4. On p.124 the author refers to mathematics as a performing art. Explain, and provide another similar example.
5. The Appendix provides the definition of the limit of a sequence of numbers, something you will encounter in Calculus II. See if you can use the definition to provide a proof that the limit of the sequence , as n → ∞, is 0.

Chapter 15

1. Near the beginning of the chapter, the author states what he calls the "most compelling impulse" of calculus. What is that impulse, and why must calculus address it?
2. Explain the author's argument that f(x) = x2 is continuous at x = 3.
3. Explain the author's argument that f(x) = is discontinuous at x = 1.
4. How does the author use his walk through Prague to illustrate three major properties of continuous functions? What are they?

Chapter 19 – final exam question

1. Write, in your own words, a summary of this chapter, not including the appendix. Include important mathematical ideas, people and history, the view of the author, and your own opinions. Relate this chapter to the rest of the book, and to your studies of calculus. Turn this in at the final exam, to be worth 5% of your exam grade. It should be between two and three typed pages, double-spaced.

Chapter 20

1. Who is Igor M, and what is his story?
2. Give an example from everyday life of "versal and reversal": some process or activity that is undone by another.
3. What is the purpose of an equation that contains an unknown? If the unknown is a number, how is the equation structured? If the unknown is a function, how is the equation structured?
4. What is meant by differentiation being puritanical and antidifferentiation being promiscuous? How promiscuous is antidifferentiation?
5. What important principle appears in the section "And Yet Again the Mean Value Theorem"? How does the MVT figure in this principle? (You may need to read a few pages further to see what the author is getting at.)
6. How does calculus invest a simple physical fact with a complete description of freely falling bodies any time, anywhere?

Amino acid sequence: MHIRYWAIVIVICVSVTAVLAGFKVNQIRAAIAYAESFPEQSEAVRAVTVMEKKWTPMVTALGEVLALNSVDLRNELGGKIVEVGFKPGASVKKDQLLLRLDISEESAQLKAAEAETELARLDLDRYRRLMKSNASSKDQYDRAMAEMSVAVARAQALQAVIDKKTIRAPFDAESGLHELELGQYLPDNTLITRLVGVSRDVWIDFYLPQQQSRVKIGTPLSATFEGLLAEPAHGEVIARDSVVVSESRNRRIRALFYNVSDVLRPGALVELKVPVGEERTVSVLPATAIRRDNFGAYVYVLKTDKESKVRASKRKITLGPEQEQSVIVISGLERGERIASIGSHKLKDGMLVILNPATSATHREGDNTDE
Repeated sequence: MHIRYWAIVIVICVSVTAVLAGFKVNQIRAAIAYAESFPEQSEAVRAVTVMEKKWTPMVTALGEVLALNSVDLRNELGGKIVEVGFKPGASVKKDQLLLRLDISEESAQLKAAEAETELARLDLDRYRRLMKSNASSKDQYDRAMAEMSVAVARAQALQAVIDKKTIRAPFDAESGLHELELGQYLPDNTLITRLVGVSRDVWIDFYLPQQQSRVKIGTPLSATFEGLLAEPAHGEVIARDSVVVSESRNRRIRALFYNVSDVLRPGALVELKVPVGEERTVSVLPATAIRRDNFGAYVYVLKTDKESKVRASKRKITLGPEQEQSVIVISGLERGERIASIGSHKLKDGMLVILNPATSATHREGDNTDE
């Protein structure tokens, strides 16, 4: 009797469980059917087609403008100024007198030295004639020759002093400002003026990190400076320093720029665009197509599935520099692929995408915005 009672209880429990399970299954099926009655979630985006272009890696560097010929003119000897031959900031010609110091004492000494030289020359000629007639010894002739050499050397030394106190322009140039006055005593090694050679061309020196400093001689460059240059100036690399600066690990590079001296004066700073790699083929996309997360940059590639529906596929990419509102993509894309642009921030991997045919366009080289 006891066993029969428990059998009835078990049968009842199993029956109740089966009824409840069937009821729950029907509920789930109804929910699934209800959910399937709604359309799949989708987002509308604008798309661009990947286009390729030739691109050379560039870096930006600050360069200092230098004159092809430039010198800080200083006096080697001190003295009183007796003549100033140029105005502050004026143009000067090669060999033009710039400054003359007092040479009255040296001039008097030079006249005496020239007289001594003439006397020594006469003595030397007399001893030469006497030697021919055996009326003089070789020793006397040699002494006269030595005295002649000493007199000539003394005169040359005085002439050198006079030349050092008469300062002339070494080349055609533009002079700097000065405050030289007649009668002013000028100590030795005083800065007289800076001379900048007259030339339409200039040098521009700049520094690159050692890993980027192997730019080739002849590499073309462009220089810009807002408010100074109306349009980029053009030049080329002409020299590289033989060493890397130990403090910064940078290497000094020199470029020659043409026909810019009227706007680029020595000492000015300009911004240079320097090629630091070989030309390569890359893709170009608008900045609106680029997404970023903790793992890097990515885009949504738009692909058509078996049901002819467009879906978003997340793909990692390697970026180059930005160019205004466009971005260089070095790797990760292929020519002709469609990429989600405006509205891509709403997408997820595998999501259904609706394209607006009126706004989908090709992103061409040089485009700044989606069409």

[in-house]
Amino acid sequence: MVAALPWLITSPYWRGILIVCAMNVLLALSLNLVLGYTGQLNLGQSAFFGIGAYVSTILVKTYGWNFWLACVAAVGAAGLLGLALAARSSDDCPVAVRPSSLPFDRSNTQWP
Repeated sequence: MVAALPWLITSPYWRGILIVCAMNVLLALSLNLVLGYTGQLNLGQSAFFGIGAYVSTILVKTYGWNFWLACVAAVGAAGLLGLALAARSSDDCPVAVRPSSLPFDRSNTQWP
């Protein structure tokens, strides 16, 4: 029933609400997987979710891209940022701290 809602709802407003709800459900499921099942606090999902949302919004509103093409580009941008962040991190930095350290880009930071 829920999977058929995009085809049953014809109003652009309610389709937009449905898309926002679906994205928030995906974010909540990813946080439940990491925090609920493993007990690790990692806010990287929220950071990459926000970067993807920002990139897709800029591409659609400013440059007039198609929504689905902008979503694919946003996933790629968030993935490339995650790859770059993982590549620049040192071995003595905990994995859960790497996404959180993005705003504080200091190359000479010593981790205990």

7. After reading this section and the Appendix, what do you think of the author's class and mode of teaching?

Chapter 21

1. What are the two main concepts of calculus? How are they alike? How are they different?
2. On p.248, writing about imprecise terms such as area and territory, the author finishes, "... the conceptual work of the calculus as much a matter of clarification as discovery or definition." What does he mean? Give another example from our studies this semester.
3. What child's toy illustrates how to approximate the area of the region under a curve?

Chapter 22

1. How is simple Euclidean geometry connected to calculus? Where do they part ways?
2. Does the definite integral calculate area or define it?
3. Explain the content of the theorem described on pp.258-260. Where do you find the corresponding theorem in our textbook?
4. Two great mathematicians brought sense to the definition of the definite integral. Who were they and what did they contribute?

Chapter 24

1. How is the derivative both a number and a function?
2. How is the integral both a number and a function?
3. How is a football game similar to treating the integral as a function?
4. What is the difference between the definite integral and the indefinite integral?
5. What abuse of notation is the author guilty of?
6. Did you find the typo at the bottom of p.279?
7. How does the number e arise in integration?
8. Can "any idiot" learn math by practicing patience?

Chapter 25

1. How do both math and art unite the living and the dead?
2. On what stage does the FTOC perform? Who are the actors in constructing the definite integral?
3. What aspects of the integral are living, and which are dead?
4. The author states that the two parts of calculus involve, respectively, contraction and expansion. Explain.
5. What is animal empiricism? How does it relate to calculus?
6. Who is Isaac Barrow?
7. In what units is given, ft or ft2? Explain.

Chapter 26

1. What is the author's view of the possibility of eventually achieving a "final theory" of the physical world? What is yours? Does each advance bring us closer?
2. According to the author, what is the difference in spirit between physics and molecular biology?
3. Which do you find more appealing, the approach of mathematics that goes for depth and subordinates reality to theories, or the approach of biology that goes for breadth and welcomes the "clutter of experience"?
4. Whither continuity, according to the author?

More General Questions

1. What is the historical outline of the invention of calculus? Start with 200-400 BC and end ... where?
2. Who are the major players? List at least five.
3. What is calculus? Elaborate, but confine your answer to one hand-written page.
4. Would you recommend A Tour of the Calculus to a friend studying calculus or science? Why or why not?